A Guide to Getting Noticed and Getting a Promotion in 8 Easy Steps
If an Account Manager does an awesome job and no-one knows about it, did it even happen? Too often we’re so focused on our clients that we forget we also have a career.
Forget being a quiet achiever if you want a promotion. Working hard, being good at your job and staying out of trouble won’t get you promoted. The future belongs to those that know how to stand out.
First things first. You must have demonstrated a basic foundation of credibility and expertise. There’s no chance you’ll waltz into a great project or a sweet promotion without mastering your job. If you can’t dazzle them with brilliance, baffling them with bullshit will only get you so far.
If you can’t dazzle them with brilliance, baffling them with bullshit will only get you so far
Now let’s go get that promotion!
(1) Be consistent at being good
You need to reliable at delivering quality work, on every level. You must have high standards. Don’t settle for “near enough is good enough. If you catch yourself saying that’ll do, then it’s a sure sign it won’t
(2) Become known for knowing something
Account Managers wear many hats, so pick one. Become your teams’ – and your Managers’ – go to expert. Build your reputation as someone who offers advice and helps solve problems. You’ll have them lining up in no time for a piece of you.
(3) Take on some extra-curricular projects
If there’s an opportunity to take part in a special project or you spot a gap you can help close, then volunteer for it. Let your boss know you’d like to take a crack at solving this issue by sharing a problem statement Get aligned and seek permission before you dive straight in.
(4) Put on a happy face
Account Managers typically you don’t have direct responsibility for the products or services your client is buying. So when something breaks or someone lets you down, it’s easy to get steamed up about it and mouth off to anyone who’ll listen. You can’t always be Mrs Nice Guy, but don’t get a reputation for being negative or pessimistic.A former boss reminded me that as an Account Manager, there were junior colleagues that looked up to me and I should lead by example, even when things were shit. Wise woman.
(5) Ask for advice, not feedback
Claire Lew writes in Unlock honest feedback with this one word that the key to getting honest feedback is to ask for advice. Somehow asking for feedback seems personal and negative. Asking for advice seems more positive, and helpful. Potato, Potatoe, you say? Give it a try.It’s also a great way to network internally with people you might rarely interact with:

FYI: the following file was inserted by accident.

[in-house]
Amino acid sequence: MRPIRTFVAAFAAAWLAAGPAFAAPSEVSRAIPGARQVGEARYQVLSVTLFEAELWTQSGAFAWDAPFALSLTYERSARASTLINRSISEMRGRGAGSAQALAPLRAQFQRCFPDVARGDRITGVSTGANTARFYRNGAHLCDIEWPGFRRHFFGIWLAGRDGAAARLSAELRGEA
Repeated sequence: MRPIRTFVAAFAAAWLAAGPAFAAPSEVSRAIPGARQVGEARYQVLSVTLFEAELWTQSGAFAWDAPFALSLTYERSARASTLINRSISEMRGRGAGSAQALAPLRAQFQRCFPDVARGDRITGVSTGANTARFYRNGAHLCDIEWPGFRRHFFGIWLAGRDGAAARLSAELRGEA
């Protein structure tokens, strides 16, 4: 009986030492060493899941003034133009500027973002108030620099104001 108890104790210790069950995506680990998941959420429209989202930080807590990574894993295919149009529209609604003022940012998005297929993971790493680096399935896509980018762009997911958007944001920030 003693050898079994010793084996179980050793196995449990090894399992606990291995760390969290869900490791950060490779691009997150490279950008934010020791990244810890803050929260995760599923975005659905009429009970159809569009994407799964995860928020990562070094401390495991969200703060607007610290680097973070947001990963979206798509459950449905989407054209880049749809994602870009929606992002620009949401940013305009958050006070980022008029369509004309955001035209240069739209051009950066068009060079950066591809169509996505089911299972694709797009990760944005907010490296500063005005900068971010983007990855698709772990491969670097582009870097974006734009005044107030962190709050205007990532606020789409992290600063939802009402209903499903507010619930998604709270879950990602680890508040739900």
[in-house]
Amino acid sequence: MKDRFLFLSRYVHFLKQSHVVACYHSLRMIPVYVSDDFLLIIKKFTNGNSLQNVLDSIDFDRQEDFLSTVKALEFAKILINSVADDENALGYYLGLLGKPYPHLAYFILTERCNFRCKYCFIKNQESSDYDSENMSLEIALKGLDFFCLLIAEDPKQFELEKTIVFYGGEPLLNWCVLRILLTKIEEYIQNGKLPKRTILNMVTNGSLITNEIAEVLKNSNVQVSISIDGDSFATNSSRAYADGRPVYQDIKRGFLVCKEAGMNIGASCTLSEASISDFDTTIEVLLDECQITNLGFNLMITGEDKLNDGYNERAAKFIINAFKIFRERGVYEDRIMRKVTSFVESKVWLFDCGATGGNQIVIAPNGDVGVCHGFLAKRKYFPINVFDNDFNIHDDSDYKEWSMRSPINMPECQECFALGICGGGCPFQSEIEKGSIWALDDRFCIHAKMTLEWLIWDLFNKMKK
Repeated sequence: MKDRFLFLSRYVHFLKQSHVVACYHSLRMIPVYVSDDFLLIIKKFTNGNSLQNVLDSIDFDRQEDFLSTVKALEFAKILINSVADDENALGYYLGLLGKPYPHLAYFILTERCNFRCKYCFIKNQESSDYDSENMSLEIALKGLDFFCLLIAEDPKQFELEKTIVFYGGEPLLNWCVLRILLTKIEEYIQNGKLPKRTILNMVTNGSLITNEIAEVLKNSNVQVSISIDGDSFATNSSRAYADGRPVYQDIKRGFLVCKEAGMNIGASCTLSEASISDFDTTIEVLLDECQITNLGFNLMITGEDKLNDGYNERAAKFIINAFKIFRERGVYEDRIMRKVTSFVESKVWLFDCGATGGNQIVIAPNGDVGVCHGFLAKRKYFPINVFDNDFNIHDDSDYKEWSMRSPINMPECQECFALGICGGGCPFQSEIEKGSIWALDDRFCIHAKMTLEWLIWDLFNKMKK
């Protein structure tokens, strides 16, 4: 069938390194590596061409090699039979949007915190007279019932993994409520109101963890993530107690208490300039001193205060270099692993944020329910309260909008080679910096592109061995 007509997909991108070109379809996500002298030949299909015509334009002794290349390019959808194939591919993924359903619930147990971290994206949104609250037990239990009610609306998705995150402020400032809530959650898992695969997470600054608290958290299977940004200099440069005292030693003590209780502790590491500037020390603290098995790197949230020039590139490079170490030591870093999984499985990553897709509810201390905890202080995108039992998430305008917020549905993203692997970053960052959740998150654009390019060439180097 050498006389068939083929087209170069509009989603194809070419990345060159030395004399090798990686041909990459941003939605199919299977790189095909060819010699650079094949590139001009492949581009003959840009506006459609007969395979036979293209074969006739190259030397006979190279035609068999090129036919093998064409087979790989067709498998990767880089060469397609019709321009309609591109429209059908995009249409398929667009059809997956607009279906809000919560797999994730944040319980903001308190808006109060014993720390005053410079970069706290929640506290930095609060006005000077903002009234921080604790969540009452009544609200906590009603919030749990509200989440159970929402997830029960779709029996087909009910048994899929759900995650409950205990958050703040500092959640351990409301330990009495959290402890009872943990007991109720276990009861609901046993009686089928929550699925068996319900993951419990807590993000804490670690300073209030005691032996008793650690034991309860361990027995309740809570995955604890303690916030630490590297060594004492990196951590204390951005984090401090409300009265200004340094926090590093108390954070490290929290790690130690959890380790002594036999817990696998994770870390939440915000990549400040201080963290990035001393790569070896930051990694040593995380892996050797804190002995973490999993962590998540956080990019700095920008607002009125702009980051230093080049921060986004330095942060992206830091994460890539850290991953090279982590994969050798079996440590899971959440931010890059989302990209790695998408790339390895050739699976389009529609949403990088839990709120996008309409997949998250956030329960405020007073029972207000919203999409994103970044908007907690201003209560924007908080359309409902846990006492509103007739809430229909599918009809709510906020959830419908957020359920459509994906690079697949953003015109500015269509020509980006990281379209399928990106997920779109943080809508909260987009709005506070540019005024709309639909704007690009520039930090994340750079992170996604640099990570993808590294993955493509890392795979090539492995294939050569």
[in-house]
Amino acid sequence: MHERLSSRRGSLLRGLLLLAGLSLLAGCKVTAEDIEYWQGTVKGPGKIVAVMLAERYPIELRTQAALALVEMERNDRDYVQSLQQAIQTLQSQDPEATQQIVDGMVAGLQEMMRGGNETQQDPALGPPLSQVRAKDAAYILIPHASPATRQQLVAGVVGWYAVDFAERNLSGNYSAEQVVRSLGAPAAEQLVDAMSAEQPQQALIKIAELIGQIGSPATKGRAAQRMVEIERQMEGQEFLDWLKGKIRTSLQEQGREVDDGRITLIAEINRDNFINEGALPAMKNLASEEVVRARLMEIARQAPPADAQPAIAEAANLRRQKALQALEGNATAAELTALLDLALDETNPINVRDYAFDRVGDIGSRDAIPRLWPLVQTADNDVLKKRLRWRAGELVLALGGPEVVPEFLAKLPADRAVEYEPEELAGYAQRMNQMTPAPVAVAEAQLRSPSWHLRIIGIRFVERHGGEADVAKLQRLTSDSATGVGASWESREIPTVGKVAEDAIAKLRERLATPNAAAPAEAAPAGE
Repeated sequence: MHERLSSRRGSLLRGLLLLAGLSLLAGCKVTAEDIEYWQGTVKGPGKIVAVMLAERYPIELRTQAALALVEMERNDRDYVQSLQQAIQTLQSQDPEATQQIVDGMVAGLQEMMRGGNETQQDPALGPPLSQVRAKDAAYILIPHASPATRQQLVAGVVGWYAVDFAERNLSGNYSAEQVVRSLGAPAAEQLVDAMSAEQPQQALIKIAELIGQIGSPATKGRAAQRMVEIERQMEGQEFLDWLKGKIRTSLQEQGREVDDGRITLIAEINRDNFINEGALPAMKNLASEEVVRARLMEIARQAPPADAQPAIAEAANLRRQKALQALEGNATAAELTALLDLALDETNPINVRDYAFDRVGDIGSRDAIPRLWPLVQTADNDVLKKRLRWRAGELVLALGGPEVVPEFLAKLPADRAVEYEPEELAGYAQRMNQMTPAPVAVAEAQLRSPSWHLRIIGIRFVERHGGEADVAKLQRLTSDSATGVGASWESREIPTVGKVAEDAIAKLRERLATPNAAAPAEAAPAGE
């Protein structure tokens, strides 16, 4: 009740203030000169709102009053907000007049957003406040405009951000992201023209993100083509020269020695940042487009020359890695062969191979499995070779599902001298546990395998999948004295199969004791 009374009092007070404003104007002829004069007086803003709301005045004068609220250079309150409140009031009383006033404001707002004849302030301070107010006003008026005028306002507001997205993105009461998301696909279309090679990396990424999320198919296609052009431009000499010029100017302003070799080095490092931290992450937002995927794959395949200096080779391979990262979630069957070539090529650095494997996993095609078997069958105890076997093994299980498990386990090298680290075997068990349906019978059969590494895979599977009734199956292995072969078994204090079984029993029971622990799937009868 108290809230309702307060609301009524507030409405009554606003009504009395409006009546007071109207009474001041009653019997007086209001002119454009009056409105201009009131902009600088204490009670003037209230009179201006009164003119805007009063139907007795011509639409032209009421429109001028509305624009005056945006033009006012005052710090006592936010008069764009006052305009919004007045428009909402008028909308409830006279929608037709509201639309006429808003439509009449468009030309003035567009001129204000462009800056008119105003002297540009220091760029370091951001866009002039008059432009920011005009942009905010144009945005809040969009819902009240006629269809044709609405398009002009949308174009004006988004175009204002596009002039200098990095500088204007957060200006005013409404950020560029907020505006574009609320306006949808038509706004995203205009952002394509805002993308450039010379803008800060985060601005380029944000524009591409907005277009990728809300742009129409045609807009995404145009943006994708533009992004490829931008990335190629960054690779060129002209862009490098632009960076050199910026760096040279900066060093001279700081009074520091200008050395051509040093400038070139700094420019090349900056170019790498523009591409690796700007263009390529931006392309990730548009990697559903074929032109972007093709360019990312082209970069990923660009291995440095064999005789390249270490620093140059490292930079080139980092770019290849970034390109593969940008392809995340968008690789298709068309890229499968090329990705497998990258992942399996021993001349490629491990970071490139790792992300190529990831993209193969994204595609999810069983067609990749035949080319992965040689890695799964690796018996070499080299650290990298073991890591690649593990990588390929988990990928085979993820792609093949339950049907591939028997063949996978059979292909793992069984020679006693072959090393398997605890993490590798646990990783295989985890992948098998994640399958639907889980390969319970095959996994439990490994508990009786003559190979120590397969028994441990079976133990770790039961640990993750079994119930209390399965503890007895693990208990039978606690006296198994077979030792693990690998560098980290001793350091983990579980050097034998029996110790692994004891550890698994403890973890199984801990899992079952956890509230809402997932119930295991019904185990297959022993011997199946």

”I’m giving a presentation to a bunch of [ insert marketing, product, tech, sales, operations etc. ] people and have prepared this pitch on our service. I’d be interested if you have any advice for me.”
(6) Credit where it’s due
I was so afraid of turning people off with self-promotion that I’d always say “my team did this” or “I can’t take all the credit”. Then my boss at the time told me:
“Warwick, I’ve never heard you say “I did this”
In that instant, I realised I had erred too far on the side of caution. To the point that people in the business were beginning to question what it was I actually did all day! It was my own fault they had no idea.Be proud of your achievements and don’t be afraid to point them out. Sometimes I find it easier to deliver with a little self-deprecating humour, but I still ensure my colleagues and managers know the part I played. You’ll be surprised how people respond. They’re usually supportive and energised by your success.Don’t claim the spotlight every time – that pisses people off. Often you can simply let the results speak for themselves. However, for the achievements your passionate about, shout it out loud.
What does your style say about you? Does it get you noticed in the right or wrong way? For years I wore jeans, t-shirts and sneakers to work on casual Friday. Now I wear jeans, a casual shoe and a business shirt. Still casual. Still comfortable. But it projects a very different image and one that I feel is more empowering.Try creating a Pinterest style board and save pins for your dream corporate wardrobe. I try to replicate one outfit a month on the cheap (think ASOS not Armani)
(8) Keep learning
According to Deloitte’s 2017 Global Human Capital Trends, learned skills have a shelf-life of only 5 years after which their obsolete; we need to adopt an “always-on” approach to learning experiences to build skills.In 5 Ways to Keep Learning and Save Your Career, Dan Finnigan suggests these tips:
- Massive Open Online Courses – check out Coursera
- DIY learning – lots of tutorials online (YouTube, Pinterest, Blogs) and don’t overlook your local library
- Peer Groups – try Meetup – there are lots of professional (as well as social) groups
One final word on getting a promotion: patience. In this age of instant gratification, there are still some things that take time.
What do you think? Please share any advice you have on getting noticed at work in the comments below.